Slower Walking Speed Linked to Increased BML in Accelerated Knee Osteoarthritis

Changes in the 20-meter walking test were associated with worsening in bone marrow lesions and effusion volume in adults who developed accelerated knee OA.

Individuals with accelerated knee osteoarthritis (OA) present with earlier worsening of knee structure and poorer patient-reported and physical function measures, including a decline in walking speed, compared with individuals who have a more common, gradual onset of knee OA, according to the results of a longitudinal analysis of data from the Osteoarthritis Initiative (OAI) published in Arthritis Care & Research.

The investigators sought to determine whether a decline in walking speed in the year prior to onset of disease is linked to concurrent changes in cartilage, bone marrow lesions (BMLs), or effusion in adults with common knee OA, accelerated knee OA, or no knee OA. They identified 3 groups of individuals within the OAI based on annual radiographs performed at baseline through 48 months: participants with accelerated knee OA (n=106; mean age, 64.5±8.4 years), participants with common knee OA (n=121; mean age, 59.4±8.4 years), and participants with no knee OA (n=119; mean age, 58.3±7.8 years).

Tibiofemoral cartilage damage was evaluated using the cartilage damage index (CDI) and BMLs and effusion volume were assessed using a semi-automated program. Walking speed was measured as a person’s habitual walking speed over 20 meters.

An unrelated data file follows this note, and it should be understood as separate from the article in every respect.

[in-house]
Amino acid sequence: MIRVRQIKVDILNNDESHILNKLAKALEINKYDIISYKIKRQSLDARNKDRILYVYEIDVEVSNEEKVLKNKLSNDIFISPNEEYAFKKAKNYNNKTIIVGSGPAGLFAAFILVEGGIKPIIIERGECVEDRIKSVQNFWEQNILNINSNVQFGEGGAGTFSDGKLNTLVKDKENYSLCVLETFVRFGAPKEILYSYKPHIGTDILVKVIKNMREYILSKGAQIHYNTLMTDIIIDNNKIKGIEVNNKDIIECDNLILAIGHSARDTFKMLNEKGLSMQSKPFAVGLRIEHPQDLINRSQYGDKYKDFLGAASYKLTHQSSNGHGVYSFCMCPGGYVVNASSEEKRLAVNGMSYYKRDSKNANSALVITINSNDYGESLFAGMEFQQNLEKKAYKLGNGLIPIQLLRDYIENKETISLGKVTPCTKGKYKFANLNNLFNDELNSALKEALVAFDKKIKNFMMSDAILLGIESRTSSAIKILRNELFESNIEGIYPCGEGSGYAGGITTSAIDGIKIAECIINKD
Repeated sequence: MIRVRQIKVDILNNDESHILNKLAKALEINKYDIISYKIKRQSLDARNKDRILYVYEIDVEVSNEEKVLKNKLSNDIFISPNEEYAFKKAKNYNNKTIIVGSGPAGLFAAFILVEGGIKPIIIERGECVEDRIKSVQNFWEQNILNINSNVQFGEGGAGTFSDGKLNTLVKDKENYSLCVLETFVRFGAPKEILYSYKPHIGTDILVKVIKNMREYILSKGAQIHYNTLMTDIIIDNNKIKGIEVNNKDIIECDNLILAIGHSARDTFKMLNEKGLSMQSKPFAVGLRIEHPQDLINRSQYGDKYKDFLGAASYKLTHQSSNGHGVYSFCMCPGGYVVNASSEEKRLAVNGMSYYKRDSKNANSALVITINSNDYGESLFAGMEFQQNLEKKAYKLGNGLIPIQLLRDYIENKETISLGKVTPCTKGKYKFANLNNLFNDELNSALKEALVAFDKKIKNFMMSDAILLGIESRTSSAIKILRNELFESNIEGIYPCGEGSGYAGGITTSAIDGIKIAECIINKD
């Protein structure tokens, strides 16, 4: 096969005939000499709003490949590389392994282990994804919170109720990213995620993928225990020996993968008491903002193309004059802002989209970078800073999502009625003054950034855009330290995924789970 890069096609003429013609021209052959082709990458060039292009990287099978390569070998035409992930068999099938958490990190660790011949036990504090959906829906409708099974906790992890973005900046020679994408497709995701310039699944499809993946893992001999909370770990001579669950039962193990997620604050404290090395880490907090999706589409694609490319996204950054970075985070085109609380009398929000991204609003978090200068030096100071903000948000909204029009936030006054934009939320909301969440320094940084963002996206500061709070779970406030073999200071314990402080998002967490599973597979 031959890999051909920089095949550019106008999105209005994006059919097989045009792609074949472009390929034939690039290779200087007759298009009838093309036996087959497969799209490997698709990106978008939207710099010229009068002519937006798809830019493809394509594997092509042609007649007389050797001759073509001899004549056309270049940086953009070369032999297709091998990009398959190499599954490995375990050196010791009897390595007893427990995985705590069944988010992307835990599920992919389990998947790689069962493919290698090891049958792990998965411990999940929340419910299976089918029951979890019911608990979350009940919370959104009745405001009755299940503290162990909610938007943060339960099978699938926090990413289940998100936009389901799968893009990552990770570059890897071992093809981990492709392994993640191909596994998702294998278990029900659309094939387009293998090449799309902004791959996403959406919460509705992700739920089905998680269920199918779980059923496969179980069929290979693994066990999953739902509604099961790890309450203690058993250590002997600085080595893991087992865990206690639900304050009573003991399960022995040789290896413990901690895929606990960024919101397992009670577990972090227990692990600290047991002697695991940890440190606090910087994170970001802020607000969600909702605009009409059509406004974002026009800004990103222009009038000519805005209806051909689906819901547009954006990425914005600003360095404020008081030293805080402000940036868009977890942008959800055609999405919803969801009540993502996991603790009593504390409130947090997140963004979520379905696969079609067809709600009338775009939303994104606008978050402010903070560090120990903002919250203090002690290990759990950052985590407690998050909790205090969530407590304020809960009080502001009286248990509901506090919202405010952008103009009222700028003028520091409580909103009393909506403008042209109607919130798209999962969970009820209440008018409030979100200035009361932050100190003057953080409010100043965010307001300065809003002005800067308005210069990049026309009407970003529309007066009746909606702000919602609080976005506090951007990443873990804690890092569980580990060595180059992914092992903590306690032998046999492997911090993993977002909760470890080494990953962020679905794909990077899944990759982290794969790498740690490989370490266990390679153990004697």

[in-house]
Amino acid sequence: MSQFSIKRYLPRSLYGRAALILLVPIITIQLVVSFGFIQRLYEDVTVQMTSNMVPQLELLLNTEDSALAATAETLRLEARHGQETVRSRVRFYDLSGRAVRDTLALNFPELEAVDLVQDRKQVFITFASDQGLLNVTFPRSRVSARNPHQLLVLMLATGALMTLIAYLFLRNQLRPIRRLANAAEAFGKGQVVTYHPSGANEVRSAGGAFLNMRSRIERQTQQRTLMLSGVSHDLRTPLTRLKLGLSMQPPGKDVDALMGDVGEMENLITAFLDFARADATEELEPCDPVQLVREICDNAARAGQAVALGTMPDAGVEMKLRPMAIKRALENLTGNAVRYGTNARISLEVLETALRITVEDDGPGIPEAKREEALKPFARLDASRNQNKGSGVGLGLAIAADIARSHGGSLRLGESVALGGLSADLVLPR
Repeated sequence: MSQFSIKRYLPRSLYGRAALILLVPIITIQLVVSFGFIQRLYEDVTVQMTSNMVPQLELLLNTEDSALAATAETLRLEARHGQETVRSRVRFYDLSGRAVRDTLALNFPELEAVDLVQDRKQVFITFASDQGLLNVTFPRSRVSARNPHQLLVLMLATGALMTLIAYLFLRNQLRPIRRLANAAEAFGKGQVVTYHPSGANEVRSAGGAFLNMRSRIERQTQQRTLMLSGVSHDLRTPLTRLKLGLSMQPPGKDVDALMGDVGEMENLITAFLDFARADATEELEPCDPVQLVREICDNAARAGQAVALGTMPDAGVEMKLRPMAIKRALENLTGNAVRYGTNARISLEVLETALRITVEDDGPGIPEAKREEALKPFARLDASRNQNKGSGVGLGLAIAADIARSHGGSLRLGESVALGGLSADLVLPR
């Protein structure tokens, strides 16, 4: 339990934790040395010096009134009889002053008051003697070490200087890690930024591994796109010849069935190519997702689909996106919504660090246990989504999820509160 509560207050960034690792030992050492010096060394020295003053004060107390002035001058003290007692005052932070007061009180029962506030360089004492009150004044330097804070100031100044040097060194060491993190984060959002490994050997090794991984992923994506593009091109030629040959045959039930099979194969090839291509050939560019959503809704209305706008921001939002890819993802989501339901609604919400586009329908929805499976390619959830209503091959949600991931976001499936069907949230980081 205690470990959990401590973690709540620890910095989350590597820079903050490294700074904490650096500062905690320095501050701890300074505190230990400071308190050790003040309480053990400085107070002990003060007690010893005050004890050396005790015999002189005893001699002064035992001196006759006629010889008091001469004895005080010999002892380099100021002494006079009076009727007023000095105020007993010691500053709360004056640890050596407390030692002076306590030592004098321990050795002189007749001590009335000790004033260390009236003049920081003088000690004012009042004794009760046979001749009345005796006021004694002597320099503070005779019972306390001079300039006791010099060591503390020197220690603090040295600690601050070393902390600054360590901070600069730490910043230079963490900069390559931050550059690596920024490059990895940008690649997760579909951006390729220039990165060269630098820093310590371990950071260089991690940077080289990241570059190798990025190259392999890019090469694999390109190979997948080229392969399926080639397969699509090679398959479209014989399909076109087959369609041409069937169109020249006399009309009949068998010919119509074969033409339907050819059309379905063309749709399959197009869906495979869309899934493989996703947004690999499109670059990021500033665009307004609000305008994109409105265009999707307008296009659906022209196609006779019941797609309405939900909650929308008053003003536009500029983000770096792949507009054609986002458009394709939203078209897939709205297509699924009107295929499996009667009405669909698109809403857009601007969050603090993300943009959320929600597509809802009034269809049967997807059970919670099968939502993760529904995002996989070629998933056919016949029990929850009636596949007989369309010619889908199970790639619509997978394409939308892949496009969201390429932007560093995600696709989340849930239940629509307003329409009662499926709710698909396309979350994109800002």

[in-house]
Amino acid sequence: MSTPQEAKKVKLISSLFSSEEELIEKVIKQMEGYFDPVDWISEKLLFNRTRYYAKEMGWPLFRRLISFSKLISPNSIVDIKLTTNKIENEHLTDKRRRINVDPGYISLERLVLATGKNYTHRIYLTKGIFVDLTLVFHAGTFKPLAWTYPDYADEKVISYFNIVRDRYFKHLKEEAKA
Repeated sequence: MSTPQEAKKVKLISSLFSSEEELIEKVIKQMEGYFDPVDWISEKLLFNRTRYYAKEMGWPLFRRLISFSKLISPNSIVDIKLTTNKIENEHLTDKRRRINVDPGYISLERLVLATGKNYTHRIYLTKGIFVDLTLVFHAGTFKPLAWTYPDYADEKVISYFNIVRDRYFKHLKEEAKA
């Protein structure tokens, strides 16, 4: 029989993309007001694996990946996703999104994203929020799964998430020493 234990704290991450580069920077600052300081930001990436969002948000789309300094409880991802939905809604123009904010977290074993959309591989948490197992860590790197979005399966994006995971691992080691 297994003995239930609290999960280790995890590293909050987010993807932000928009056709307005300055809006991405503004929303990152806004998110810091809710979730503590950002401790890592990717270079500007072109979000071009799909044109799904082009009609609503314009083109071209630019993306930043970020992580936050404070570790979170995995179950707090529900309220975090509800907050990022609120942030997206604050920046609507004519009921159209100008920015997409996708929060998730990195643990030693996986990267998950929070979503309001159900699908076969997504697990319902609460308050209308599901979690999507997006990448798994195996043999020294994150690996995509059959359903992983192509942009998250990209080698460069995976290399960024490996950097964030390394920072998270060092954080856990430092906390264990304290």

Adults who slowed their walking speed were nearly 2 times as likely to have increased BML volume, with a statistically significant association in adults with accelerated knee OA (odds ratio [OR], 3.04; 95% CI, 1.03-8.95). Moreover, individuals with accelerated knee OA who slowed their walking speed were approximately 3.4 times more likely to present with increased effusion (OR, 3.39; 95% CI, 1.10-10.49). Change in walking speed, however, was not significantly associated with changes in the CDI.

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The investigators concluded that a significant relationship exists between a decline in a clinically accessible measure of physical function such as walking speed and specific changes in knee structure that are observed in individuals with accelerated knee OA. Similar associations in individuals with incident common knee OA or no knee OA were not observed. Additional studies are warranted to determine whether interventions that target declining walking speed will also generate improvements in knee structure outcomes.

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Harkey MS, Price LL, McAlindon TE, et al. Declining walking speed associates with increasing bone marrow lesion volume and effusion volume in individuals with accelerated knee osteoarthritis [published online June 8, 2018]. Arthritis Care Res (Hoboken). doi:10.1002/acr.23613